- 9.2.12. The Charles and Joseph Allison Chair of English Language and Literature
- 9.3. Faculty Awards
- II. Academic Regulations
- 10. Academic Regulations
- 10.1. Communication
- 10.2. Courses of Instruction
- 10.3. Registration
- 10.3.1. Registration Procedures (Adding Courses)
- 10.3.2. Registration Deadline
- 10.3.3. Registration Deadline (Self-directed Distance Learning Courses)
- 10.3.4. Determining Year Level
- 10.3.5. Normal Course Loads and Overloads (Fall and Winter terms)
- 10.3.6. Normal Course Loads and Overloads (Spring/Summer term)
- 10.3.7. Repeating Courses
- 10.3.8. Auditing Courses
- 10.4. Changes in Registration and Withdrawal
- 10.5. Transfer Credits
- 10.6. Academic Integrity
- 10.7. Missed Coursework or Tests
- 10.8. Examination Regulations
- 10.8.1. Scheduled Tests and Final Examinations (Fall and Winter terms)
- 10.8.2. Scheduled Tests and Final Examinations (Spring/Summer term)
- 10.8.3. Viewing Examination Papers
- 10.8.4. Accommodations for Missed Final Examinations
- 10.8.5. Extended Deadlines for Completion of Course Work
- 10.8.6. Special Examinations
- 10.9. Evaluations of Student Performance
- 10.9.1. Grading Policies for Courses
- 10.9.2. Reporting of Grades
- 10.9.3. Letter Grades and their Meanings
- 10.9.4. Prerequisite Grade Requirements
- 10.9.5. Grades Excluded from GPA
- 10.9.6. Calculation of TGPA, SGPA and CGPA
- 10.9.7. Repeated Courses, SGPA and CGPA
- 10.9.8. Grade Changes
- 10.9.9. Re-evaluation of a Grade
- 10.9.10. Aegrotat Standing
- 10.9.11. Assessment of Academic Standing
- 10.9.12. Good Standing
- 10.9.13. Unsatisfactory Standing
- 10.9.14. Academic Performance Indicators
- 10.9.15. Academic Probation
- 10.9.16. Academic Suspension
- 10.9.17. Academic Dismissal
- 10.9.18. Procedures for Appeals and Re-admissions
- 10.9.19. Disciplinary Suspension or Dismissal
- 10.9.20. Dean's List
- 10.10. Degree Requirements
- 10.10.1. Academic Standing and Credits Required for a Degree
- 10.10.2. Academic Residency Requirements
- 10.10.3. Degree with Distinction Requirements
- 10.10.4. Honours GPA and Overall GPA Requirements
- 10.10.5. Submitting a Thesis
- 10.10.6. Falling Short of the Honours Requirements
- 10.10.7. Second Undergraduate Degree Requirements
- 10.10.8. Honours Certificate
- 10.11. Graduation and Convocation
- 10.12. Transcripts
- 10.13. Replacement/Duplicate Diplomas
- 10.14. Notification of Disclosure of Personal Information
- 10. Academic Regulations
- III. Academic Degrees, Programs and Courses
- 11. Academic Programs
- 11.1. General Regulations
- 11.2. Bachelor of Arts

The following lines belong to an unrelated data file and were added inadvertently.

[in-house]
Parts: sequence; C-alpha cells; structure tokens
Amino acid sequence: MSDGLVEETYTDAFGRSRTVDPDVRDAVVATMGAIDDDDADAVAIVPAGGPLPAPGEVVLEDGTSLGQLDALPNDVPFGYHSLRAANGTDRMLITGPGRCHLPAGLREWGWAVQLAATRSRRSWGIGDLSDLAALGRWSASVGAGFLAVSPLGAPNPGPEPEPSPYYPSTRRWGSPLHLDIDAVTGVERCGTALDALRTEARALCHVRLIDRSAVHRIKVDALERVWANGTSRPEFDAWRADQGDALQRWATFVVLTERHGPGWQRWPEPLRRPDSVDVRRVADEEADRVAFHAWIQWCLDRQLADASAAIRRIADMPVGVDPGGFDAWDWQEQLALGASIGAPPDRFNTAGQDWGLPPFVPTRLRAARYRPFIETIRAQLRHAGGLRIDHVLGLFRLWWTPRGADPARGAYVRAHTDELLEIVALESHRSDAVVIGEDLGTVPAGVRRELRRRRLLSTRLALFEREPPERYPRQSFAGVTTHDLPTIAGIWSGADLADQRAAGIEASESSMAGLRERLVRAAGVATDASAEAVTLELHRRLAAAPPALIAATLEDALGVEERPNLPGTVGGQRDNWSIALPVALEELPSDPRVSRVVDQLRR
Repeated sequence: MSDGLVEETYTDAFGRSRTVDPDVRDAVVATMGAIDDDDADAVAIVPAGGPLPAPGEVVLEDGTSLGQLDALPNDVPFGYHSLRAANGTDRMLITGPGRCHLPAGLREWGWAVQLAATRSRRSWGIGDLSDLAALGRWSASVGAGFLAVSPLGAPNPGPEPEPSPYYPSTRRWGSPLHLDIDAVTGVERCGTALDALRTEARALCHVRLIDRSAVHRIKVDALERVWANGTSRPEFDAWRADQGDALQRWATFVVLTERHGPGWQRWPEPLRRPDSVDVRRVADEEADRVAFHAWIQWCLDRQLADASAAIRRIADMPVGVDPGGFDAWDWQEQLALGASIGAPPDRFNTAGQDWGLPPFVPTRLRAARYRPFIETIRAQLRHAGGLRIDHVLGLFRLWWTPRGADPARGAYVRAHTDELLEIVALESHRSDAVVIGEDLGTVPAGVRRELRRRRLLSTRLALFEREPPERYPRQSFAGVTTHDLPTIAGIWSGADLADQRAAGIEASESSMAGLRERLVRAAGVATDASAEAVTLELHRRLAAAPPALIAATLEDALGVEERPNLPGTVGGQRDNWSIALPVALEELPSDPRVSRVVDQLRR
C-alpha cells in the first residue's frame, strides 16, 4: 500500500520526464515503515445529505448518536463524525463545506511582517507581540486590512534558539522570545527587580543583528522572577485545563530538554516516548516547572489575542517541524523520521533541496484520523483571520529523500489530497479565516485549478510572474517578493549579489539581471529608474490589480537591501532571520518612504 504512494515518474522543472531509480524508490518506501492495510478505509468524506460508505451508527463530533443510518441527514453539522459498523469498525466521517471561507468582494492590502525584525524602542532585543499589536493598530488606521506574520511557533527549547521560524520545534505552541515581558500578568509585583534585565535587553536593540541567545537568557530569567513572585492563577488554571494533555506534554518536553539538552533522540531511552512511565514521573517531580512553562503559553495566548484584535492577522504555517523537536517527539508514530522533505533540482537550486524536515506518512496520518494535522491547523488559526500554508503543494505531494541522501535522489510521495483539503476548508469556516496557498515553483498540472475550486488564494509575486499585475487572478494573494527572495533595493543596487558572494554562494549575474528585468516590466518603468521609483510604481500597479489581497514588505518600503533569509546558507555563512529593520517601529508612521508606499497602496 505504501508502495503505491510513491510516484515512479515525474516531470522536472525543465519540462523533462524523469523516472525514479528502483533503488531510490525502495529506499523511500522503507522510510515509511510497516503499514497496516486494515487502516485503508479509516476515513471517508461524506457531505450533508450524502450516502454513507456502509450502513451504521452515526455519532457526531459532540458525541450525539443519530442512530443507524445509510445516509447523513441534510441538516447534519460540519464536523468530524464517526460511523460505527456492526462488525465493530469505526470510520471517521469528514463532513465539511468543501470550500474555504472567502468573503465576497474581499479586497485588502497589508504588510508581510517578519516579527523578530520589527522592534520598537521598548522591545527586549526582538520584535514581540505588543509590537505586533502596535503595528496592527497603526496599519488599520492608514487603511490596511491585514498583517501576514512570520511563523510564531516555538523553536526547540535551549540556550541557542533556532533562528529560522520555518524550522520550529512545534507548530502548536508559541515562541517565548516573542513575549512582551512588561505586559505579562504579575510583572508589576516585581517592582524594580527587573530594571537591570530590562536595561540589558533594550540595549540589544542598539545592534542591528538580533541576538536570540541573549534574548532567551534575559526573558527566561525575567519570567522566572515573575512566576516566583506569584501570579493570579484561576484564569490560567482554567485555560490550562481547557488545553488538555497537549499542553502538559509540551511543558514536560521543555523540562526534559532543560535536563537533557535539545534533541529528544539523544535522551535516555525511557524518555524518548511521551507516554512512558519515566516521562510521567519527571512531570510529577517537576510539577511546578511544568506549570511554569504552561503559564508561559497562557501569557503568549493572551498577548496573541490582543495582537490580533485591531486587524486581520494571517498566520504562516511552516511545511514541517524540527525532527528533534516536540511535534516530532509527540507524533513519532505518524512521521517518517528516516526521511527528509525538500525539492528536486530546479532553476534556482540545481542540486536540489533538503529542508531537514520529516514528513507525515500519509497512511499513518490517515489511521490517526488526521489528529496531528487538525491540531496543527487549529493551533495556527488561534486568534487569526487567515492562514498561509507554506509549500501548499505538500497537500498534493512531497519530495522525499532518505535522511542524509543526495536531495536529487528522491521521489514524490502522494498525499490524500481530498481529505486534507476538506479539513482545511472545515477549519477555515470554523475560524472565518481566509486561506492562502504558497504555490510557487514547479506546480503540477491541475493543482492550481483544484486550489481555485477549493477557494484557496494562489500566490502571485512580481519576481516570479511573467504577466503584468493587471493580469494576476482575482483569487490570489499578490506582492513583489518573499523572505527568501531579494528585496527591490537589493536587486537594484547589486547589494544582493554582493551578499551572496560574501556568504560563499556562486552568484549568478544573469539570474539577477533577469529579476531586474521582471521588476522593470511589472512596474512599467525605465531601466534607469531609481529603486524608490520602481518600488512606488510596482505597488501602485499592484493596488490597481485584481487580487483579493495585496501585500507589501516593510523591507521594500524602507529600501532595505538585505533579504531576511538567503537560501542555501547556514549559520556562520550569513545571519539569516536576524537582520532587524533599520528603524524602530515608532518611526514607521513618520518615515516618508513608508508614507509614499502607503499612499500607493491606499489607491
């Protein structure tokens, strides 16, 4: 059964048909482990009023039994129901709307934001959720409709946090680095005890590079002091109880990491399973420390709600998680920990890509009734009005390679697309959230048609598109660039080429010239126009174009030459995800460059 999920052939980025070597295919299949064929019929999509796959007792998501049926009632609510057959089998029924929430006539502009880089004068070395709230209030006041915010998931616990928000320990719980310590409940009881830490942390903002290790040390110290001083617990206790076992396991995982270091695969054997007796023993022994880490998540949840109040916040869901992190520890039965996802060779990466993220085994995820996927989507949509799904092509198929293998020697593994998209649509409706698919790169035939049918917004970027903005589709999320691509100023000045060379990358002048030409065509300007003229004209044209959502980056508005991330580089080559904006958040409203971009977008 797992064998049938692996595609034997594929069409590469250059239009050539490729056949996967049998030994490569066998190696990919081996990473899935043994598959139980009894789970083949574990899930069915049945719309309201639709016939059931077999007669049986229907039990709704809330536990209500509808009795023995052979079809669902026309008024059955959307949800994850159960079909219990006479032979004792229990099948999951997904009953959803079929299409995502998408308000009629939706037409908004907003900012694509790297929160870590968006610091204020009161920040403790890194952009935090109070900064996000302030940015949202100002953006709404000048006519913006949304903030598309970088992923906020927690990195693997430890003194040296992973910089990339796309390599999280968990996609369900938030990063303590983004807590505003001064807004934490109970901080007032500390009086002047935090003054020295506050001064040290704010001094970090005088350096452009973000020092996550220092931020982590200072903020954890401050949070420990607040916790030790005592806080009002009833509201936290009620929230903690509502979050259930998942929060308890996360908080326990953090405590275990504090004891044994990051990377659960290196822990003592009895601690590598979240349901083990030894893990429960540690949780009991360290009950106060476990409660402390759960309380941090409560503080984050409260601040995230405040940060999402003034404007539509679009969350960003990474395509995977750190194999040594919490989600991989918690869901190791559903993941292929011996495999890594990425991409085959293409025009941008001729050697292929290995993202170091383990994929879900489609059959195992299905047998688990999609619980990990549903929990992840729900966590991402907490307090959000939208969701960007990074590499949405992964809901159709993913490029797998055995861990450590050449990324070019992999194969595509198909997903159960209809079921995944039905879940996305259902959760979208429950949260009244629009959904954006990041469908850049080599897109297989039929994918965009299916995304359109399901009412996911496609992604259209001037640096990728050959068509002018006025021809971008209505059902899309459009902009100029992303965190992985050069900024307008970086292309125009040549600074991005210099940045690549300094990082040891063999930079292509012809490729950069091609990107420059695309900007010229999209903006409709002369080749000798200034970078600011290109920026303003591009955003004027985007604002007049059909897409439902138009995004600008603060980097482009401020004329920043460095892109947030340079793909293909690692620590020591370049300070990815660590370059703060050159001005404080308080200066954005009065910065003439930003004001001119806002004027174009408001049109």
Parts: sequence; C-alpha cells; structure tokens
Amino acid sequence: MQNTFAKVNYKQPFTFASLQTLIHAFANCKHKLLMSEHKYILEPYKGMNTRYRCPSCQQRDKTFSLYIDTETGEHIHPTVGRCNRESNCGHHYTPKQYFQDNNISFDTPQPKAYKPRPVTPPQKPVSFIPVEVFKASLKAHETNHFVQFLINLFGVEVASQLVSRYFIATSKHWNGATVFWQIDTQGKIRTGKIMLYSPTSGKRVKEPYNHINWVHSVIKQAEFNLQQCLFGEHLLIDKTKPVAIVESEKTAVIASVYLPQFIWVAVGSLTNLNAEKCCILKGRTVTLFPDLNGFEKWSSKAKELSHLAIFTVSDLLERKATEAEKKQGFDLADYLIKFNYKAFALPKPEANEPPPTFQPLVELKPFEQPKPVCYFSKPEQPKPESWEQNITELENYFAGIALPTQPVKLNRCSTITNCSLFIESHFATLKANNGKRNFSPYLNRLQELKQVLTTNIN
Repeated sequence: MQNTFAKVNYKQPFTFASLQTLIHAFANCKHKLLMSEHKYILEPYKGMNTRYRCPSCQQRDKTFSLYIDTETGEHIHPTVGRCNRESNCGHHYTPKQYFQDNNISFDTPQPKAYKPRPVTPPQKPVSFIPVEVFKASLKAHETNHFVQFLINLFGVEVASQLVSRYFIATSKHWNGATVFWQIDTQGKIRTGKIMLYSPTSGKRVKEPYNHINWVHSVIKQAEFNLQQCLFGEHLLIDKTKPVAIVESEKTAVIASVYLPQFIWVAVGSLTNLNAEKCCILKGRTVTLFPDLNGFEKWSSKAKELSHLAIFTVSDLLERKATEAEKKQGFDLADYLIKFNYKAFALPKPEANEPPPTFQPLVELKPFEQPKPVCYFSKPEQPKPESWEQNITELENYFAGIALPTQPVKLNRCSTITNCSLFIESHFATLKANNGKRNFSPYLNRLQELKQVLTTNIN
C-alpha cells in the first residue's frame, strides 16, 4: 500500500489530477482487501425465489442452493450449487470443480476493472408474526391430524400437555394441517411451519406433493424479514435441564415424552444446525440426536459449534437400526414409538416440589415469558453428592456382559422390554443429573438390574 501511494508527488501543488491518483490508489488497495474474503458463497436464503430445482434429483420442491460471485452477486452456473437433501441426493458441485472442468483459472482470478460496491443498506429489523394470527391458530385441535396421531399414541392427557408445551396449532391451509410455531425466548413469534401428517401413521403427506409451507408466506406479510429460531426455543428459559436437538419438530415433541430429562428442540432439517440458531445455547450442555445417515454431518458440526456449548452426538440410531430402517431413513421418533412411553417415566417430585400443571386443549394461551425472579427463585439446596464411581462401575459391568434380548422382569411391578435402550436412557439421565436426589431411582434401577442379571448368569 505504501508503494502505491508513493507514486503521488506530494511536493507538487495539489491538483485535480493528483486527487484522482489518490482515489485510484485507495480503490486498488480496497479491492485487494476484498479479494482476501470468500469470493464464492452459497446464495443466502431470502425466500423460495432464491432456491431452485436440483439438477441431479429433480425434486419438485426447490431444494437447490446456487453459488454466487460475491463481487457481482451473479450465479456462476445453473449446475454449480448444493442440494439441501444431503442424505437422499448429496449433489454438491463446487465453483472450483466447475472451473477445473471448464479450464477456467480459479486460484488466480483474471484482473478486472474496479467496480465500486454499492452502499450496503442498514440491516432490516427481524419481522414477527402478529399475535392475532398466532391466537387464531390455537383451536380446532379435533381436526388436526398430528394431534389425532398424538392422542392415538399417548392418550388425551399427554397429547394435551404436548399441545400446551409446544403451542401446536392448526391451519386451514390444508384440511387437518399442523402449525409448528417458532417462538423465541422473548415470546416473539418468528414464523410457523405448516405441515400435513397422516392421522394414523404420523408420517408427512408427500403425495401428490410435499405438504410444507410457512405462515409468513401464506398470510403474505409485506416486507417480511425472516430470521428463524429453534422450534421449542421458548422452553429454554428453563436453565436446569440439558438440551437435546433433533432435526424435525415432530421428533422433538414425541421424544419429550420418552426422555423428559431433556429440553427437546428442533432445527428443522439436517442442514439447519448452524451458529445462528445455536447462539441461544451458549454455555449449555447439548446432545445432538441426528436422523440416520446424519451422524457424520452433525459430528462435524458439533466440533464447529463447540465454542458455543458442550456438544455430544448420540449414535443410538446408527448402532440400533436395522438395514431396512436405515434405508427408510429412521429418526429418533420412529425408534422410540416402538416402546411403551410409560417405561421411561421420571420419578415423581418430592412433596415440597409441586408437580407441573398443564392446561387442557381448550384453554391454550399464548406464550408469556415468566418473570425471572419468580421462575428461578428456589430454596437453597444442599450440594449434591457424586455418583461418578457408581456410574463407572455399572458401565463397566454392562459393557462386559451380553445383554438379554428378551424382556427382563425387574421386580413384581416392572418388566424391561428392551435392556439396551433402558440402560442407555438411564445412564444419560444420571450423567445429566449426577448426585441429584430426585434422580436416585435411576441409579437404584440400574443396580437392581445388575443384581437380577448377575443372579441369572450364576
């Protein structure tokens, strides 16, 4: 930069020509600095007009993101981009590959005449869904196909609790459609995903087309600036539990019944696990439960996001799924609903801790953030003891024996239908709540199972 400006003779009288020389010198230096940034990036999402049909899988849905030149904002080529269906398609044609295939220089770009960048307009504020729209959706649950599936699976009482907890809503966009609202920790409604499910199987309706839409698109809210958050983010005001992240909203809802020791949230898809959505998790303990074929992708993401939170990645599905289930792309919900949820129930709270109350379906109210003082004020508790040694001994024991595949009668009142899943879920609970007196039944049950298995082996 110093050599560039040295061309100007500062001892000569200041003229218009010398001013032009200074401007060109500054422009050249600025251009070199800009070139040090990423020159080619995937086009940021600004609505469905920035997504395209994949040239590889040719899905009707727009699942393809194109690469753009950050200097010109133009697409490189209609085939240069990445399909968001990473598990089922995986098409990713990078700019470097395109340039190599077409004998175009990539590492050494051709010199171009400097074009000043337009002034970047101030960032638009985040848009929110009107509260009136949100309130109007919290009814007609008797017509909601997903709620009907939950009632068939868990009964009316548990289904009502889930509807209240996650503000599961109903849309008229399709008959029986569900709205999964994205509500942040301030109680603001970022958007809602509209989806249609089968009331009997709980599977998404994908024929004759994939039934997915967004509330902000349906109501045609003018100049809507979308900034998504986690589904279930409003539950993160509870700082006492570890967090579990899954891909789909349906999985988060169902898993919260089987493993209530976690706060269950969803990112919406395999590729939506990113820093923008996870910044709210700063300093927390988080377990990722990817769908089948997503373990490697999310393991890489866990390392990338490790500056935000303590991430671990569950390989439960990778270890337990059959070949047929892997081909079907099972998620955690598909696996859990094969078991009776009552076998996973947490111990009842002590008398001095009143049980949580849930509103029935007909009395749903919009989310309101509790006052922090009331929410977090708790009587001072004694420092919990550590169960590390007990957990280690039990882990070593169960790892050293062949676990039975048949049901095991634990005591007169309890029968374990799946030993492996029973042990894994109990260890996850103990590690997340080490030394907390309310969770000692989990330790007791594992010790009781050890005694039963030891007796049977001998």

- 11.2.1. Requirements for a B.A. Degree
- 11.2.2. Distribution Requirements
- 11.2.3. 3/4000 Level Courses
- 11.2.4. Credits Required for a Major and Minor
- 11.2.5. Additional Minor
- 11.2.6. Double Major
- 11.2.7. Joint Major
- 11.2.8. Honours Degree
- 11.2.9. General Degree with Three Minors
- 11.2.10. The Major as Required for the B.A.
- 11.2.11. Disciplinary Major
- 11.2.12. Interdisciplinary Major
- 11.2.13. Joint Major
- 11.2.14. Specially Approved Major
- 11.2.15. Majors Available for the B.A.
- 11.2.16. Joint Majors Available for the B.A.
- 11.2.17. The Minor as Required for the B.A.
- 11.2.18. Disciplinary Minor
- 11.2.19. Interdisciplinary Minor
- 11.2.20. Specially Approved Minor
- 11.2.21. Minors Available for the B.A.
- 11.2.22. Disciplinary and Interdisciplinary Honours Programs
- 11.2.23. Honours Programs Available for the B.A.
- 11.2.24. Complementary Courses and Prerequisites
- 11.3. Bachelor of Science
- 11.3.1. Requirements for a B.Sc. Degree
- 11.3.2. Distribution Requirements
- 11.3.3. Science Core
- 11.3.4. Minimum Number of Science Credits
- 11.3.5. 3/4000 Level Science Courses
- 11.3.6. Credits Required for a Major and Minor
- 11.3.7. Additional Minor
- 11.3.8. Double Major
- 11.3.9. Joint Major
- 11.3.10. Honours Degree
- 11.3.11. General Degree with Three Minors
- 11.3.12. Courses which Qualify as Science Credits
- 11.3.13. The Major As Required for the B.Sc.
- 11.3.14. Disciplinary Major
- 11.3.15. Interdisciplinary Major
- 11.3.16. Joint Major
- 11.3.17. Specially Approved Major
- 11.3.18. Majors available for the B.Sc.
- 11.3.19. Joint Majors available for the B.Sc.
- 11.3.20. The Minor as Required for the B.Sc.
- 11.3.21. Disciplinary Minor
- 11.3.22. Interdisciplinary Minor
- 11.3.23. Specially Approved Minor
- 11.3.24. Minors Available for the B.Sc.
- 11.3.25. Disciplinary and Interdisciplinary Honours Programs
- 11.3.26. Honours Programs Available for the B.Sc.